SUNRISE, Fla. (AP) — The sheriff leading the Florida commission investigating February's high school massacre said it would cost billions to fully implement a model security plan for the state's schools.
Pinellas County Sheriff Bob Gualtieri told the Marjory Stoneman Douglas Public Safety Commission on Wednesday that adding security measures such as high-tech video systems, metal detectors and bullet-proof glass at the state's 4,200 public schools would cost more than $2 billion.
In addition, placing at least one armed police officer at each campus would cost $400 million annually. Gualtieri said there are 1,350 police officers assigned to schools and some have more than one officer. He said there aren't enough available police officers in the state to hire enough to fill the gaps.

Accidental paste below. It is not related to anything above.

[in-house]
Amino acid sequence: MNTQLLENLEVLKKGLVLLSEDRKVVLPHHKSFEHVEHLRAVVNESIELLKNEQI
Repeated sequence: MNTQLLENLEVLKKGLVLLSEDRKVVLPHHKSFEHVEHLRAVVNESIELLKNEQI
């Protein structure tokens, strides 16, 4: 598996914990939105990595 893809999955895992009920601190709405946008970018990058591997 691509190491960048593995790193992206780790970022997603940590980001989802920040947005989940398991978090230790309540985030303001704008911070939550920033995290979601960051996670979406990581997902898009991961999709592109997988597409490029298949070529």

The commission has been meeting about every four weeks since April. The members include law enforcement, education and mental health officials, a legislator and two parents of victims and they will issue a report by Jan. 1 recommending changes to the Legislature and the next governor.